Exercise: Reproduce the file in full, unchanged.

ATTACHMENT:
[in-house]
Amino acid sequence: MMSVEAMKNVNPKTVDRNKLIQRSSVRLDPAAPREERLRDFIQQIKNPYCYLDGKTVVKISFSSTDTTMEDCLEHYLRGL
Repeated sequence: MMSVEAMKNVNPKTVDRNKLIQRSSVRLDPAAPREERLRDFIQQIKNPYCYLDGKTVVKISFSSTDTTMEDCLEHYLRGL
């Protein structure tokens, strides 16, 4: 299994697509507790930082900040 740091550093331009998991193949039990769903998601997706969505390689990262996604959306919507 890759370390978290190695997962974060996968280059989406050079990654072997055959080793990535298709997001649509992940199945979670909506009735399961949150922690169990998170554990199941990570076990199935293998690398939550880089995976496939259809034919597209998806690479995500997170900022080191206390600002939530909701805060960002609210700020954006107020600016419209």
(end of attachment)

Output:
[in-house]
Amino acid sequence: MMSVEAMKNVNPKTVDRNKLIQRSSVRLDPAAPREERLRDFIQQIKNPYCYLDGKTVVKISFSSTDTTMEDCLEHYLRGL
Repeated sequence: MMSVEAMKNVNPKTVDRNKLIQRSSVRLDPAAPREERLRDFIQQIKNPYCYLDGKTVVKISFSSTDTTMEDCLEHYLRGL
């Protein structure tokens, strides 16, 4: 299994697509507790930082900040 740091550093331009998991193949039990769903998601997706969505390689990262996604959306919507 890759370390978290190695997962974060996968280059989406050079990654072997055959080793990535298709997001649509992940199945979670909506009735399961949150922690169990998170554990199941990570076990199935293998690398939550880089995976496939259809034919597209998806690479995500997170900022080191206390600002939530909701805060960002609210700020954006107020600016419209």